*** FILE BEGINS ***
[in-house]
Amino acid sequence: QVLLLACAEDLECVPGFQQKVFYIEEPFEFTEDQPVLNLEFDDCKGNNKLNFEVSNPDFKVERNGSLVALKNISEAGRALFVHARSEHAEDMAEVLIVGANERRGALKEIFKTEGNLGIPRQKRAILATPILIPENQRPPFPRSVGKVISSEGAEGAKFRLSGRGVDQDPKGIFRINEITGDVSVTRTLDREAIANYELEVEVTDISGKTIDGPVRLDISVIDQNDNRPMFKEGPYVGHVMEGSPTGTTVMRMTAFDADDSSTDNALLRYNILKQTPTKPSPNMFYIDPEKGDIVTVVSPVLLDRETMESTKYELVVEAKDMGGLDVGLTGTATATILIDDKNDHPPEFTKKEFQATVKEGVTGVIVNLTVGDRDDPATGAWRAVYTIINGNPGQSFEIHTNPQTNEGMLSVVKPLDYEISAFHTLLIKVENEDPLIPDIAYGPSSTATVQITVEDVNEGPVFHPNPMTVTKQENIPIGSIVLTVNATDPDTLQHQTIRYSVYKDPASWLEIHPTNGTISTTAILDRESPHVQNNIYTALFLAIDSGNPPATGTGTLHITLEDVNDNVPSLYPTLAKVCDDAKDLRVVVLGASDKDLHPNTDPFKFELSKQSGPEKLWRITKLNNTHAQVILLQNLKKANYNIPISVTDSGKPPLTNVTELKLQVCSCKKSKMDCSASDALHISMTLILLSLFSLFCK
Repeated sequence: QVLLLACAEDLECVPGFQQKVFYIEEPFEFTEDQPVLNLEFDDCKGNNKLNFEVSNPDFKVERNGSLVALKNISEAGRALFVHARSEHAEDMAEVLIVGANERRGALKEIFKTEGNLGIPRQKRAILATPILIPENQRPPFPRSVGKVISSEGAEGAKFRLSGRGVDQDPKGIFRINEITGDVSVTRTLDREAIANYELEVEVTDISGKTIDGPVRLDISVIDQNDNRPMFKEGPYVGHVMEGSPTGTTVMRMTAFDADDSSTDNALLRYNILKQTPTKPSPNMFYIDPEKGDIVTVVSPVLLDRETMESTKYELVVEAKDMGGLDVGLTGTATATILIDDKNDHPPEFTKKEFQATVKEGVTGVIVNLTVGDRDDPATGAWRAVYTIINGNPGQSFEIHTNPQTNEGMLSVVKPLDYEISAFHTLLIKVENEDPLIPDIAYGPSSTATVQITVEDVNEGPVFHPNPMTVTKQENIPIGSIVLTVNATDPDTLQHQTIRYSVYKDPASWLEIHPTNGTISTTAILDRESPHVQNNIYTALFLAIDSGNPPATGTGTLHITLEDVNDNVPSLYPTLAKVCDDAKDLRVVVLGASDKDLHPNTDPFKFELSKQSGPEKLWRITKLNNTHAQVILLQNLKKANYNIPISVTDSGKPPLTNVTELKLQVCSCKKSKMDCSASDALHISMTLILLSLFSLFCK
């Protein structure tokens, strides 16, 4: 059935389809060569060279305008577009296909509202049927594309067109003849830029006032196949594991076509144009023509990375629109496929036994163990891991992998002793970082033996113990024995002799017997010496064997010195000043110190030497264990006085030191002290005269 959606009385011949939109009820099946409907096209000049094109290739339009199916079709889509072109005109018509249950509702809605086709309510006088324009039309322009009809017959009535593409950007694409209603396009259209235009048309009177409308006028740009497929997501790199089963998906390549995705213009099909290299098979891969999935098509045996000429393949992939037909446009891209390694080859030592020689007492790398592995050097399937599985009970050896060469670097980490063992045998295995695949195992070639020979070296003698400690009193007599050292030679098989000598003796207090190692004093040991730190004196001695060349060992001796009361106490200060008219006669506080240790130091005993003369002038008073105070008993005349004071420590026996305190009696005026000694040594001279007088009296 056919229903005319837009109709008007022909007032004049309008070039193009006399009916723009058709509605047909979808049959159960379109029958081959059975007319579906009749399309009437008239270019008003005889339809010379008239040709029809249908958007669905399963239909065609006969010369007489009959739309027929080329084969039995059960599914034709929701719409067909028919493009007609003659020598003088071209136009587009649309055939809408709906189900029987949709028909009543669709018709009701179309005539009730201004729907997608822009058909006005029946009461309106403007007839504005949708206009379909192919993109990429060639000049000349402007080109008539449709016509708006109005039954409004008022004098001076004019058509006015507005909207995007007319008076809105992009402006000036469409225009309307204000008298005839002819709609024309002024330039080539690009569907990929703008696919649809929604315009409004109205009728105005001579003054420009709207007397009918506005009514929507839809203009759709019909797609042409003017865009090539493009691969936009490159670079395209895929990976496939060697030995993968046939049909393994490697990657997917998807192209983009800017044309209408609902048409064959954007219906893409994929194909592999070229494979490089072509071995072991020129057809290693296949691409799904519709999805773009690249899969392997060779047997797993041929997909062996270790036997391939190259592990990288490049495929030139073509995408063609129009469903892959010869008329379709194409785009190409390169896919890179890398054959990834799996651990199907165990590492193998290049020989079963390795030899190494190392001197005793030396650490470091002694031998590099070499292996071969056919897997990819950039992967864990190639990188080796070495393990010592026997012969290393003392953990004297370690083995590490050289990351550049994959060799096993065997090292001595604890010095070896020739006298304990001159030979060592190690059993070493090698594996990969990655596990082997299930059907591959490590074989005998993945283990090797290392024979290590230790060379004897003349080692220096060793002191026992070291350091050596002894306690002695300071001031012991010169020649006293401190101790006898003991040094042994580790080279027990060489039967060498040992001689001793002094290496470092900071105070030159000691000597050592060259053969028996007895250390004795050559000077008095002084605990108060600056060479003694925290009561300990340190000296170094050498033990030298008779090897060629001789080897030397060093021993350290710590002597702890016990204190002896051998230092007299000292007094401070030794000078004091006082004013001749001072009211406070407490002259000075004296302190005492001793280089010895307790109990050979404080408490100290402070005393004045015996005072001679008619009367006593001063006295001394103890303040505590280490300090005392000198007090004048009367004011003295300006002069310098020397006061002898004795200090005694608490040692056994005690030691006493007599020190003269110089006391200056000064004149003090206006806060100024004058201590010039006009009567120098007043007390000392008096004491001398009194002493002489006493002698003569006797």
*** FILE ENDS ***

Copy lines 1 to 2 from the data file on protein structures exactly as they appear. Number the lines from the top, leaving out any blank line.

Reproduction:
[in-house]
Amino acid sequence: QVLLLACAEDLECVPGFQQKVFYIEEPFEFTEDQPVLNLEFDDCKGNNKLNFEVSNPDFKVERNGSLVALKNISEAGRALFVHARSEHAEDMAEVLIVGANERRGALKEIFKTEGNLGIPRQKRAILATPILIPENQRPPFPRSVGKVISSEGAEGAKFRLSGRGVDQDPKGIFRINEITGDVSVTRTLDREAIANYELEVEVTDISGKTIDGPVRLDISVIDQNDNRPMFKEGPYVGHVMEGSPTGTTVMRMTAFDADDSSTDNALLRYNILKQTPTKPSPNMFYIDPEKGDIVTVVSPVLLDRETMESTKYELVVEAKDMGGLDVGLTGTATATILIDDKNDHPPEFTKKEFQATVKEGVTGVIVNLTVGDRDDPATGAWRAVYTIINGNPGQSFEIHTNPQTNEGMLSVVKPLDYEISAFHTLLIKVENEDPLIPDIAYGPSSTATVQITVEDVNEGPVFHPNPMTVTKQENIPIGSIVLTVNATDPDTLQHQTIRYSVYKDPASWLEIHPTNGTISTTAILDRESPHVQNNIYTALFLAIDSGNPPATGTGTLHITLEDVNDNVPSLYPTLAKVCDDAKDLRVVVLGASDKDLHPNTDPFKFELSKQSGPEKLWRITKLNNTHAQVILLQNLKKANYNIPISVTDSGKPPLTNVTELKLQVCSCKKSKMDCSASDALHISMTLILLSLFSLFCK